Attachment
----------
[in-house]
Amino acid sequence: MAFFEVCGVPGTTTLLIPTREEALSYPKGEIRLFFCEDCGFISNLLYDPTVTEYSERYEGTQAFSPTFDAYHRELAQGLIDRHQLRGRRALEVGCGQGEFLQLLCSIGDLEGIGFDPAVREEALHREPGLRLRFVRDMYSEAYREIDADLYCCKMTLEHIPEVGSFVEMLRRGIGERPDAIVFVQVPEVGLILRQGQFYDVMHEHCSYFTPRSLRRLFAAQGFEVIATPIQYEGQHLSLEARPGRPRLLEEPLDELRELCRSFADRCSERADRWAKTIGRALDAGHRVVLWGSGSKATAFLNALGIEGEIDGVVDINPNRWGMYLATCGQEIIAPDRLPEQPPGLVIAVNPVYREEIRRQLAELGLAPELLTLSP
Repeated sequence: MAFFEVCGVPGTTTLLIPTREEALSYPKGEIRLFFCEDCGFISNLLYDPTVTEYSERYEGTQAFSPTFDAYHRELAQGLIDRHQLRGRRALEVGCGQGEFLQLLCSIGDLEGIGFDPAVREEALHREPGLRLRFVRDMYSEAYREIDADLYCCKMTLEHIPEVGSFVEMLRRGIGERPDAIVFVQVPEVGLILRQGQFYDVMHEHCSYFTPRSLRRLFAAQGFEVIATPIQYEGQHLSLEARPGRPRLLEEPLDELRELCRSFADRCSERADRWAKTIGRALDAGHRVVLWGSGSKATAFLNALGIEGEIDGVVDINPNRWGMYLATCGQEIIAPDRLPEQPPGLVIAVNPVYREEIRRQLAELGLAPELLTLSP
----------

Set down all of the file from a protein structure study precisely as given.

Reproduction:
[in-house]
Amino acid sequence: MAFFEVCGVPGTTTLLIPTREEALSYPKGEIRLFFCEDCGFISNLLYDPTVTEYSERYEGTQAFSPTFDAYHRELAQGLIDRHQLRGRRALEVGCGQGEFLQLLCSIGDLEGIGFDPAVREEALHREPGLRLRFVRDMYSEAYREIDADLYCCKMTLEHIPEVGSFVEMLRRGIGERPDAIVFVQVPEVGLILRQGQFYDVMHEHCSYFTPRSLRRLFAAQGFEVIATPIQYEGQHLSLEARPGRPRLLEEPLDELRELCRSFADRCSERADRWAKTIGRALDAGHRVVLWGSGSKATAFLNALGIEGEIDGVVDINPNRWGMYLATCGQEIIAPDRLPEQPPGLVIAVNPVYREEIRRQLAELGLAPELLTLSP
Repeated sequence: MAFFEVCGVPGTTTLLIPTREEALSYPKGEIRLFFCEDCGFISNLLYDPTVTEYSERYEGTQAFSPTFDAYHRELAQGLIDRHQLRGRRALEVGCGQGEFLQLLCSIGDLEGIGFDPAVREEALHREPGLRLRFVRDMYSEAYREIDADLYCCKMTLEHIPEVGSFVEMLRRGIGERPDAIVFVQVPEVGLILRQGQFYDVMHEHCSYFTPRSLRRLFAAQGFEVIATPIQYEGQHLSLEARPGRPRLLEEPLDELRELCRSFADRCSERADRWAKTIGRALDAGHRVVLWGSGSKATAFLNALGIEGEIDGVVDINPNRWGMYLATCGQEIIAPDRLPEQPPGLVIAVNPVYREEIRRQLAELGLAPELLTLSP